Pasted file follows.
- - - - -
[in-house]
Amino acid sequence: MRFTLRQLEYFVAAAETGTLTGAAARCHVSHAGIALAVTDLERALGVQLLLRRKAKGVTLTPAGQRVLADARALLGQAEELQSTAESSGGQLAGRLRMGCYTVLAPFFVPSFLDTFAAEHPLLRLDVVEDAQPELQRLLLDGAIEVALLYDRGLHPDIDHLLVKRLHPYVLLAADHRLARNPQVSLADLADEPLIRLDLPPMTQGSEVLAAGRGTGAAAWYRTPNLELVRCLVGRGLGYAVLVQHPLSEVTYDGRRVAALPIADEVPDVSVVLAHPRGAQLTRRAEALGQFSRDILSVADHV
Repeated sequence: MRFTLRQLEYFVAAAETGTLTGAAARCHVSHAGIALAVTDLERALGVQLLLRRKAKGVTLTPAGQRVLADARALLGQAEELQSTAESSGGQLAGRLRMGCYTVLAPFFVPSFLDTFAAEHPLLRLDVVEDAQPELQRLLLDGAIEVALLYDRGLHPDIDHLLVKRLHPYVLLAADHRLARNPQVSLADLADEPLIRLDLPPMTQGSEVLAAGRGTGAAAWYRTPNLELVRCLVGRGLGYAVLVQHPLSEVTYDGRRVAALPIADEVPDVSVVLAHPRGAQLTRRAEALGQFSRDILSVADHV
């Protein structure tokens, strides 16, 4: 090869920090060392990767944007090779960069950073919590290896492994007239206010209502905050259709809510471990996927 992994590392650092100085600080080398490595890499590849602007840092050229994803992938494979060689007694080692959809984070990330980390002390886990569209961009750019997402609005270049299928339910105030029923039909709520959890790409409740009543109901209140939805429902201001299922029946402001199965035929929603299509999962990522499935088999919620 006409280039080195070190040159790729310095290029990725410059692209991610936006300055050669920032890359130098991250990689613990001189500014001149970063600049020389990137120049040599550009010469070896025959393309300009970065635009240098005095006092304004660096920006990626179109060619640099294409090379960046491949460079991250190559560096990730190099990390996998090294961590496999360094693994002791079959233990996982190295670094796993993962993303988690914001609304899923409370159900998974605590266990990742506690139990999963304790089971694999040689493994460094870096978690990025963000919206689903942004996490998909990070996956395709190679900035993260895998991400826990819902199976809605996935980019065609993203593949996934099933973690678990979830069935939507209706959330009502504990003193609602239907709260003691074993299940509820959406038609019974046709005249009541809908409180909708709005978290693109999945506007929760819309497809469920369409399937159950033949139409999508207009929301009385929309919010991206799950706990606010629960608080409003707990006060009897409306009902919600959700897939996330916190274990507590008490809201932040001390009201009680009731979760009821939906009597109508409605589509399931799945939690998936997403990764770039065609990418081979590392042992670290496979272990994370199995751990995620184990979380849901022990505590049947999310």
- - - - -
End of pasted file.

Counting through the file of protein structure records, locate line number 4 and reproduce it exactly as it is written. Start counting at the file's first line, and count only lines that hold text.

């Protein structure tokens, strides 16, 4: 090869920090060392990767944007090779960069950073919590290896492994007239206010209502905050259709809510471990996927 992994590392650092100085600080080398490595890499590849602007840092050229994803992938494979060689007694080692959809984070990330980390002390886990569209961009750019997402609005270049299928339910105030029923039909709520959890790409409740009543109901209140939805429902201001299922029946402001199965035929929603299509999962990522499935088999919620 006409280039080195070190040159790729310095290029990725410059692209991610936006300055050669920032890359130098991250990689613990001189500014001149970063600049020389990137120049040599550009010469070896025959393309300009970065635009240098005095006092304004660096920006990626179109060619640099294409090379960046491949460079991250190559560096990730190099990390996998090294961590496999360094693994002791079959233990996982190295670094796993993962993303988690914001609304899923409370159900998974605590266990990742506690139990999963304790089971694999040689493994460094870096978690990025963000919206689903942004996490998909990070996956395709190679900035993260895998991400826990819902199976809605996935980019065609993203593949996934099933973690678990979830069935939507209706959330009502504990003193609602239907709260003691074993299940509820959406038609019974046709005249009541809908409180909708709005978290693109999945506007929760819309497809469920369409399937159950033949139409999508207009929301009385929309919010991206799950706990606010629960608080409003707990006060009897409306009902919600959700897939996330916190274990507590008490809201932040001390009201009680009731979760009821939906009597109508409605589509399931799945939690998936997403990764770039065609990418081979590392042992670290496979272990994370199995751990995620184990979380849901022990505590049947999310």